I say to you today, my friends, so even though we face the difficulties of today and tomorrow, I still have a dream. It is a dream deeply rooted in the American dream.
I have a dream that one day this nation will rise up and live out the true meaning of its creed: “We hold these truths to be self-evident: that all men are created equal.”
I have a dream that one day on the red hills of Georgia the sons of former slaves and the sons of former slave owners will be able to sit down together at the table of brotherhood.
I have a dream today…
This is our hope. This is the faith that I go back to the South with. With this faith, we will be able to work together, to pray together, to struggle together, to go to jail together, to stand up for freedom together, knowing that we will be free one day.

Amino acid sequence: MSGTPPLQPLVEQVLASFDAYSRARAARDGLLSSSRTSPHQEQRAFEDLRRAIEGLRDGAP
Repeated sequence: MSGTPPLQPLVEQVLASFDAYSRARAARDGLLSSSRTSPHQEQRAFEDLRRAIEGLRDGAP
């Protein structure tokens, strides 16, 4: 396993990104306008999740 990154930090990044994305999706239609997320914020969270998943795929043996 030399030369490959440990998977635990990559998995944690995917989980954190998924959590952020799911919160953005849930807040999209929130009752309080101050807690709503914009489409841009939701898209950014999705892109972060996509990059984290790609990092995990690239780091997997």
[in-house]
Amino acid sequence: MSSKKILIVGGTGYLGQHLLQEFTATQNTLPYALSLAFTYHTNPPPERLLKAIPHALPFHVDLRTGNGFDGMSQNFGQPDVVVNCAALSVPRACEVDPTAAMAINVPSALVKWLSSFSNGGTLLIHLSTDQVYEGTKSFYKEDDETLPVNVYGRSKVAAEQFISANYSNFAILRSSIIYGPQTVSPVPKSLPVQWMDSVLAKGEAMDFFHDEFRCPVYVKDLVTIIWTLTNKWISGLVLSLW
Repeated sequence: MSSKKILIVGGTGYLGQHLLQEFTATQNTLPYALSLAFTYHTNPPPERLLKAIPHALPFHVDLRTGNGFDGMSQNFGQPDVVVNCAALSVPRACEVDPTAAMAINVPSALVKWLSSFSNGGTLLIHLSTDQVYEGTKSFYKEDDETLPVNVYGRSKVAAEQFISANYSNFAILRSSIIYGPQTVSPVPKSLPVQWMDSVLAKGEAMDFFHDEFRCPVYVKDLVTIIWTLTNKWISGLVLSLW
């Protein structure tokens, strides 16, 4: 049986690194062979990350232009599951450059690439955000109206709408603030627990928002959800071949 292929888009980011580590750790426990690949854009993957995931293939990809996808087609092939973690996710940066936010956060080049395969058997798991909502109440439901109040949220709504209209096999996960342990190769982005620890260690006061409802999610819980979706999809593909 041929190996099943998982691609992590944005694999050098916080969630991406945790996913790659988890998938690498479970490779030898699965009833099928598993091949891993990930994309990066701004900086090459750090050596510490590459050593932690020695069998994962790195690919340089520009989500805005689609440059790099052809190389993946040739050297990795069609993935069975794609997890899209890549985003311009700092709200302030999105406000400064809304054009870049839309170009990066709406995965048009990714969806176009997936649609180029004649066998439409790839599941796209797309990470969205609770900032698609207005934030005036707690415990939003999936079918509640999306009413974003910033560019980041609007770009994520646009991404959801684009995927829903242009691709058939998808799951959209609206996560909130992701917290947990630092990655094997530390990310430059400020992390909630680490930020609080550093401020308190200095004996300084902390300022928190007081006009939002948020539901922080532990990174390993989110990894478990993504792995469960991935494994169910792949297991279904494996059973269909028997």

And when this happens, when we allow freedom to ring, we will be able to speed up that day when all of God’s children, black men and white men, Jews and Gentiles, Protestants and Catholics, will be able to join hands and sing in the words of the old Negro spiritual, “Free at last! Free at last! Thank God Almighty, we are free at last!”
King, Martin L., Jr. “I Have a Dream”. Lincoln Memorial, Washington, D. C., August 28, 1963.